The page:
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R. parkeri in Gulf Coast Ticks, Virginia | CDC EID

EID Journal Home > Volume 17, Number 5–May 2011

Volume 17, Number 5–May 2011
Rickettsia parkeri in Gulf Coast Ticks, Southeastern Virginia, USA
Chelsea L. Wright, Robyn M. Nadolny, Ju Jiang, Allen L. Richards, Daniel E. Sonenshine, Holly D. Gaff, and Wayne L. Hynes

Author affiliations: Old Dominion University, Norfolk, Virginia, USA (C.L. Wright, R. Nadolny, D.E. Sonenshine, H.D. Gaff, W.L. Hynes); and Naval Medical Research Center, Silver Spring, Maryland, USA (J. Jiang, A.L. Richards)

Suggested citation for this article

We report evidence that Amblyomma maculatum tick populations are well established in southeastern Virginia. We found that 43.1% of the adult Gulf Coast ticks collected in the summer of 2010 carried Rickettsia parkeri, suggesting that persons living in or visiting southeastern Virginia are at risk for infection with this pathogen.
Rickettsia parkeri is an obligate intracellular bacterium belonging to the spotted fever group of rickettsiae; this organism has recently been found to be pathogenic to humans (1). Infection with R. parkeri can be considered an emerging infectious disease, referred to as R. parkeri rickettsiosis, American Boutonneuse fever, and Tidewater spotted fever. Two confirmed cases of R. parkeri infections, including the index case in 2002, occurred in southeastern Virginia (1–3). Since then, 20 R. parkeri infections have been reported, mainly from the southern United States (2). In the United States, Amblyomma maculatum (family Ixodidae) ticks, commonly referred to as Gulf Coast ticks, are the only known natural vector of R. parkeri. A. maculatum ticks have been reported from 12 states: Alabama, Arkansas, Florida, Georgia, Kansas, Kentucky, Mississippi, Oklahoma, South Carolina, Tennessee, Texas (1,4,5), and Virginia (6). Sonenshine et al. reported finding individual A. maculatum ticks in Virginia in 1965 but concluded that populations had not become established (7).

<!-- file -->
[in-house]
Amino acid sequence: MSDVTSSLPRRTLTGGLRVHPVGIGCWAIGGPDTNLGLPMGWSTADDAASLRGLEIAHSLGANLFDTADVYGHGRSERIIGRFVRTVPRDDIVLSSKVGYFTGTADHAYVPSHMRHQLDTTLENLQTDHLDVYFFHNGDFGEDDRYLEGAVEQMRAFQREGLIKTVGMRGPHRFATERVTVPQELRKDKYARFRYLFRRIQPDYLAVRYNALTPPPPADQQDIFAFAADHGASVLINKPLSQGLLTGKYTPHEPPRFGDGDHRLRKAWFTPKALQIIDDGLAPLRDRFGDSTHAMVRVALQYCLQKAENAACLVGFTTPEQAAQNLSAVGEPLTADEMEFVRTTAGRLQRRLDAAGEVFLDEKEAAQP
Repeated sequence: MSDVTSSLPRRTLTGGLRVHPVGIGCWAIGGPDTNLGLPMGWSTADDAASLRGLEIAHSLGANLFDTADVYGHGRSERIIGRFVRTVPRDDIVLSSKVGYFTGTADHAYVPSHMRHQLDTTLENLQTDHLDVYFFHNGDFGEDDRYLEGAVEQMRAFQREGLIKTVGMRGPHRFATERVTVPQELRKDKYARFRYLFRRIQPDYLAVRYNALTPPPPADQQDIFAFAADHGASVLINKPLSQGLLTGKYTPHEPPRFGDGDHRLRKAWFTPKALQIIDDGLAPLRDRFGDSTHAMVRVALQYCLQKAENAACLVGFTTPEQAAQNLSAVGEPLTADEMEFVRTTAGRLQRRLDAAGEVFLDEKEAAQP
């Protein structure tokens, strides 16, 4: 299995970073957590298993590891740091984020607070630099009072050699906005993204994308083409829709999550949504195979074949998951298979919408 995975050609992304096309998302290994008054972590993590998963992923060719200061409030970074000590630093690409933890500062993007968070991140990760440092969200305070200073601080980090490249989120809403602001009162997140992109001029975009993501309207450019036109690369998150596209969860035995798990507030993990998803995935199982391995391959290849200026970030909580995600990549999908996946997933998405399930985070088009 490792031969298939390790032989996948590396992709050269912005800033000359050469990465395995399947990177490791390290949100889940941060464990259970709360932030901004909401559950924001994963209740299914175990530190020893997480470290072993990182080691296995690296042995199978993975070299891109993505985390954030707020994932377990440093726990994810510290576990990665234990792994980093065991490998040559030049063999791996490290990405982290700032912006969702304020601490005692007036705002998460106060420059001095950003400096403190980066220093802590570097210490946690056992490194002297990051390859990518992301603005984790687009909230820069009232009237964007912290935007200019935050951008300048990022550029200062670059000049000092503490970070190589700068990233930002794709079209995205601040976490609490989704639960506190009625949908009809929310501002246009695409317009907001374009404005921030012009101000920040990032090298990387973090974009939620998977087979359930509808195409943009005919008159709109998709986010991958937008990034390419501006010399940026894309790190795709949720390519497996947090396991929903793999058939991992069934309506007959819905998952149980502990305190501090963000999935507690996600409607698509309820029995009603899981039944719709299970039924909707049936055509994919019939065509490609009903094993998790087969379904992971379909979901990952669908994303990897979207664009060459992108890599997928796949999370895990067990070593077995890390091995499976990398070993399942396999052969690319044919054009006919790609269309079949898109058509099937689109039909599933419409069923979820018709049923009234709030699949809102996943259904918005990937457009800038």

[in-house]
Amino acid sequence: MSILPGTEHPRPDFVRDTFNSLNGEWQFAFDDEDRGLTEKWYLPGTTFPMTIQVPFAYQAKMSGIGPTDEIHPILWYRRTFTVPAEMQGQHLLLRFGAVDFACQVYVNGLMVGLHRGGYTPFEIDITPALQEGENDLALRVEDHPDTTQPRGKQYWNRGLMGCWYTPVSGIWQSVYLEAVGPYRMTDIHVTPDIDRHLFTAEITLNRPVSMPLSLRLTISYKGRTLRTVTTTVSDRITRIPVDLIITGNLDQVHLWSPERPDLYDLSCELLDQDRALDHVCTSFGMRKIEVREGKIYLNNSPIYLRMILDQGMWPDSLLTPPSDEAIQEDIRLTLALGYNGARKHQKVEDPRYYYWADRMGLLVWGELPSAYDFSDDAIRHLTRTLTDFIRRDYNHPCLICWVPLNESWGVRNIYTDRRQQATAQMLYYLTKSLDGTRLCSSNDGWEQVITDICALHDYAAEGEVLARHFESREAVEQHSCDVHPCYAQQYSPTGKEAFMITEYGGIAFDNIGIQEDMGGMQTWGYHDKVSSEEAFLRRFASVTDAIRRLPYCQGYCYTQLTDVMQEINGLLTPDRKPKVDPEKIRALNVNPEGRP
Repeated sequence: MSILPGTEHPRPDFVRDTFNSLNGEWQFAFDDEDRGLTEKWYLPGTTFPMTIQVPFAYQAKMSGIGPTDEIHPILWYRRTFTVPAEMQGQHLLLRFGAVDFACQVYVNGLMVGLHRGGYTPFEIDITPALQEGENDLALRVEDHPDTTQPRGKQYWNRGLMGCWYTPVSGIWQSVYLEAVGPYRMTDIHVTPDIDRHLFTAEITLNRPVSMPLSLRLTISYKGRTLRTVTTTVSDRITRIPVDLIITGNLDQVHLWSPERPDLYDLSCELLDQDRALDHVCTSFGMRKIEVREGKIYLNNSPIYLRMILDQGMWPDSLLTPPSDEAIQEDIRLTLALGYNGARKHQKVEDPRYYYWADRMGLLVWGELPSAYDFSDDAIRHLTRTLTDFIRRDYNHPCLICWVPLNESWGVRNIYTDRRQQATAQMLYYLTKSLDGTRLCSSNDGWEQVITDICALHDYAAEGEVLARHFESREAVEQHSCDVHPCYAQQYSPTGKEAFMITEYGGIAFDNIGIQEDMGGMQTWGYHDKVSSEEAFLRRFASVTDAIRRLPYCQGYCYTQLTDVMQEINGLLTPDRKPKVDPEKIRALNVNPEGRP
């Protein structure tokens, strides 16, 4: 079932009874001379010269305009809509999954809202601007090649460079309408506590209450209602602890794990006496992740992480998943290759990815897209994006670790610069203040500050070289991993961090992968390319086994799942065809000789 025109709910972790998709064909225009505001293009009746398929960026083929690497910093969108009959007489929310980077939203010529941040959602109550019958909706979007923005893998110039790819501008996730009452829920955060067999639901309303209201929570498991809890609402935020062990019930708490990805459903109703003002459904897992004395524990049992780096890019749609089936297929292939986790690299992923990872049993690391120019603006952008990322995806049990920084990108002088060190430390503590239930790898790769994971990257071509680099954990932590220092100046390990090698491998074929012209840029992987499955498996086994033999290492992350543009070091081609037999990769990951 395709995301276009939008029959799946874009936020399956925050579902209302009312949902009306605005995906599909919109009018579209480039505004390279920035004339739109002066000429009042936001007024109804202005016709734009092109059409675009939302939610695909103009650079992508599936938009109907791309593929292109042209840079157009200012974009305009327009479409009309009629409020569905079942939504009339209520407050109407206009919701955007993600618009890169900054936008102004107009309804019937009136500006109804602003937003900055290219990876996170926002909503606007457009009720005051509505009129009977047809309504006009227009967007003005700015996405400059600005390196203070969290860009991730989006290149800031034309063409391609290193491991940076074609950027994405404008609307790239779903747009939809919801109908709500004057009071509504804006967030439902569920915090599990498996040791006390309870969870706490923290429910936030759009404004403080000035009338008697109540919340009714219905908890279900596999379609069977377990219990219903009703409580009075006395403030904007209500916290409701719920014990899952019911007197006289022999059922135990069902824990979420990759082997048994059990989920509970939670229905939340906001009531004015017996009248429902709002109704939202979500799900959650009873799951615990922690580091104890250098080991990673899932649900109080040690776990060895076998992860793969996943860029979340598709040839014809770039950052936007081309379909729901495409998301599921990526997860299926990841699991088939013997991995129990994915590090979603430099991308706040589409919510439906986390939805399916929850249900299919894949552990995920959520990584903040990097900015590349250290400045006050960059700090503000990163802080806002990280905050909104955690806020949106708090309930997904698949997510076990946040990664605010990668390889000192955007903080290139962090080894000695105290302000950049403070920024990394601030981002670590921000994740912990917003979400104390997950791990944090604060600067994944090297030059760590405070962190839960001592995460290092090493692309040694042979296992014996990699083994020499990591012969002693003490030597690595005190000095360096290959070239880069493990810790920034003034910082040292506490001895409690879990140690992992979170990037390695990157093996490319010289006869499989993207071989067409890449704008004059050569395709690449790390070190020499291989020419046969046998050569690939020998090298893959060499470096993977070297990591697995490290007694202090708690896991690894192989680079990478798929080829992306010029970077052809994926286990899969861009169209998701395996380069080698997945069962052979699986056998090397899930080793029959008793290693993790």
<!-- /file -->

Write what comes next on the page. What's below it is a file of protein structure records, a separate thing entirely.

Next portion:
We found large numbers of adult and some nymph A. maculatum ticks in Virginia. This population and the different life stages of the ticks indicate that they are now established in the state. Testing by real-time PCR and sequencing indicated that a high percentage of the ticks contained R. parkeri DNA.

R. parkeri in Gulf Coast Ticks, Virginia | CDC EID

Suggested Citation for this Article
Wright CL, Nadolny RM, Jiang J, Richards AL, Sonenshine DE, Gaff HD, et al. Rickettsia parkeri in Gulf Coast ticks, southeastern Virginia, USA. Emerg Infect Dis [serial on the Internet]. 2011 May [date cited]

DOI: 10.3201/eid1705.101836

Comments to the Authors
Please use the form below to submit correspondence to the authors or contact them at the following address:

Wayne L. Hynes, Department of Biological Sciences, Old Dominion University, Norfolk, VA 23529, USA
; email: whynes@odu.edu

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